Digital Profiler Based On A Low-Cost 3D-Scanner To Evaluate The Hydraulic Performance Of Homogeneous Low-Crested Structures


  • SERGIO MUÑOZ-PALAO Institute of Transport and Territory, Universitat Politècnica de València, Spain
  • PILAR DÍAZ-CARRASCO Algeciras Polytechnic School of Engineering, Universidad de Cádiz, Spain
  • JORGE MOLINES Institute of Transport and Territory, Universitat Politècnica de València, Spain
  • M. ESTHER GÓMEZ-MARTÍN Institute of Transport and Territory, Universitat Politècnica de València, Spain
  • JOSEP R. MEDINA Institute of Transport and Territory, Universitat Politècnica de València, Spain



Low-crested structure, HLCS, Cubipod, laser scanner


In order to evaluate the hydraulic performance of breakwaters, mechanical profilers were first used in wave flumes. Vertical bars and rolling wheels have been used to track the breakwater shape. Once surveyed, useful hydraulic parameters were able to be measured (e.g., envelope shape and eroded area). Nevertheless, the methodologies based on mechanical profilers have some limitations: they are intrusive, require specific equipment and are time-consuming. On the other hand, non-intrusive laser scanners can also be used; recent studies proved the feasibility of non-intrusive fast methods of surveying with 3D-scanning, (see Musumeci et al., 2018). These instruments are fast and reliable at capturing the shape of the breakwater in real-time. However, this method did not consider the distortion caused by light refraction. Laser scanners usually require to measure models in dry conditions, which is not efficient in time and resources. Regardless of the drawbacks when using non-intrusive laser scanners as digital profilers, the distortion can be corrected. The data suits for the usage of Neural Networks (NN) that can be trained to correct distortion.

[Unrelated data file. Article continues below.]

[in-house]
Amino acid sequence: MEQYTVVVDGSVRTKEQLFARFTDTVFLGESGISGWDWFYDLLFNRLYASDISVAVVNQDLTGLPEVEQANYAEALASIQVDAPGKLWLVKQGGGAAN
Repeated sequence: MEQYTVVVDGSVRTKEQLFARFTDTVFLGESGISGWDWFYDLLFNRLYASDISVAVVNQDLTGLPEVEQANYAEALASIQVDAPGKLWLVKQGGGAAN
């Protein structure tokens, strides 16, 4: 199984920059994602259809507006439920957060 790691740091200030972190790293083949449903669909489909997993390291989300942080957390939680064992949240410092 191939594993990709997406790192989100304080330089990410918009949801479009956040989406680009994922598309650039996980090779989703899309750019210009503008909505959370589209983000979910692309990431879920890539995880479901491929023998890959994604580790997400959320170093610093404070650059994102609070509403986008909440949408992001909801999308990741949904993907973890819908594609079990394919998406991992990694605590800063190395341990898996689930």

This study is focused on Homogeneous Low-Crested Structures (HLCS) which is a new typology of Low-Crested Structures (LCS), made out large quarry stones or concrete armor units that are suitable to reduce shoreline erosion on degraded coastlines and natural environments. HLCS can be classified as reef-type breakwaters and are considered an environmentally-friendly solution that fulfils two purposes: to protect beaches nearby and to enhance coral regeneration and marine colonization, (see Medina et at., 2020). For the correct design of HLCS or conventional LCS, it is required to evaluate both the hydraulic stability and wave transmission (see van der Meer and Daemen, 1994). HLCS are structures without core which may erode under intense wave attack. Breakwater damage and crest freeboard must be estimated depending on incident wave conditions. The breakwater envelope evolves and finds an equilibrium state related to the incident wave conditions in which the crest freeboard and the transmitted wave energy levels may change.

The goal of this study is to provide a low-cost non-intrusive methodology based on 3D-scanning to study the hydraulic performance of mound breakwaters, specifically for Cubipod HLCS. This surveying procedure allows to obtain the real-magnitude shape of the envelope of the HLCS, even with a certain water level. The methodology mimics previous surveying techniques and provides relevant hydraulic and structural parameters (crest freeboard, damage, envelope shape, etc.) that can be then used to study the hydraulic performance of breakwaters.




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Extended abstracts